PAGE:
Simulations were used in order to infer the false positive level of rate shift inference. To this end, we simulated 100 datasets under the assumption that no rate shift occurs by using the null model in this study (P(ν = 0)+P(ν→∞) = 1). In order to emulate realistic biological data, datasets' length and null-model parameters were based on the inference of the vpr protein. Each site was simulated along the tree of all subtypes used in this study (see section Dataset) using the JTT matrix [66]. For each dataset, the existence of rate shift was inferred with RASER using the LRT procedure described above, and rate-shifting positions were inferred computing posterior probabilities as described above.

Structural Analysis

All available HIV-1 protein structures were obtained from the BioAfrica website ( Thus, the following structures were used: Gag derived proteins: matrix p17, capsid p24, nucleocapsid p7 (PDB IDs: 1tam, 1e6j, 1a1t, respectively); Pol derived proteins: protease p10, reverse transcriptase p51, RNase p15, integrase p31 (PDB IDs: 1aaq, 1rtd, 1o1w, 2itg, respectively); Vpr p12/p10 (PDB ID: 1m8l); Tat p16/p14 (PDB ID: 1mnb); Rev p19 (PDB ID: 1etf); Vpu p16 (PDB ID: 1vpu); Env derived proteins: gp120, gp41 (PDB IDs: 1gc1, 1env, respectively); Nef p27/p25 (PDB ID: 2nef). For NMR determined structures the average over all models was used.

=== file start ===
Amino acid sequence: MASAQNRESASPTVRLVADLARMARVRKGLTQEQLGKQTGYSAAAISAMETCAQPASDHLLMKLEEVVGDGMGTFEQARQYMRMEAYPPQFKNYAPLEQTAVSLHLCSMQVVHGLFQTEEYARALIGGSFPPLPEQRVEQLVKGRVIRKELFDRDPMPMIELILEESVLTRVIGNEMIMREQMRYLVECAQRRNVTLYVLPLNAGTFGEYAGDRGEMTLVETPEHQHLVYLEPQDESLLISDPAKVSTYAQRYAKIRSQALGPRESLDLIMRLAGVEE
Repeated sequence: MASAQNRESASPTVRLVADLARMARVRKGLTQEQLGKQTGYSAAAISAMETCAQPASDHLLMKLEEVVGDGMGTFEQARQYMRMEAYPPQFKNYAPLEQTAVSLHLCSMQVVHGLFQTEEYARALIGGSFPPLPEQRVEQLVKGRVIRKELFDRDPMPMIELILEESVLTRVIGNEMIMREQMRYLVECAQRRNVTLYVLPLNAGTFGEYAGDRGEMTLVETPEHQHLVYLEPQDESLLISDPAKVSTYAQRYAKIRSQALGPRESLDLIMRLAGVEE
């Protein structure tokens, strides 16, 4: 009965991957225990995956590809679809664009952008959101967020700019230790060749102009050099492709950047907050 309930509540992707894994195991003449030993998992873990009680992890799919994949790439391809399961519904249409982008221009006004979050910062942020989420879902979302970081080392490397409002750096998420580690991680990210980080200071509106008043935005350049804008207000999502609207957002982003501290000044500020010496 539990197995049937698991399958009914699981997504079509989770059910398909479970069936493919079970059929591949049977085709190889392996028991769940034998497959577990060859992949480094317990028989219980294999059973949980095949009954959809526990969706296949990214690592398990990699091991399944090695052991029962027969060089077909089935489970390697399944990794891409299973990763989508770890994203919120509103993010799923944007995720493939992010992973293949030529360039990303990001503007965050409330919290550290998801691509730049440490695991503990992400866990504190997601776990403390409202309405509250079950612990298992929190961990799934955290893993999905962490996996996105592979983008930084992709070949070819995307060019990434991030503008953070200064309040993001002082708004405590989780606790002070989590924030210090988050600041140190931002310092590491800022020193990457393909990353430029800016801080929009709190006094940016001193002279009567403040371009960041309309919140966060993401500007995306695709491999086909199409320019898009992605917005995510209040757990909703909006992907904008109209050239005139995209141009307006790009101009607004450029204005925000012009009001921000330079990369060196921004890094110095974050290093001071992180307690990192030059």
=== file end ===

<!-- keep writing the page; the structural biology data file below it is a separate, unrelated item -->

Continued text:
The accessible surface area (ASA) of each structure was computed using the Surface Racer program [67], with a probe radius of 1.4Å. Any residue was defined exposed to the solvent if its ASA exceeded 5% of its maximal (theoretical) ASA. The maximal ASA value of a residue was calculated in an extended GXG theoretical tripeptide, where G denotes glycine and X denotes the residue in question [68]. Secondary-structure assignments were obtained according to the dictionary of secondary structure of proteins [69]. G-test was used in order to determine whether rate-shifting sites are enriched with surface residues or certain secondary structure elements.

Functional Analysis

Functional annotations of sites were retrieved from the Los Alamos sequence database (, as well as following a limited manual literature search.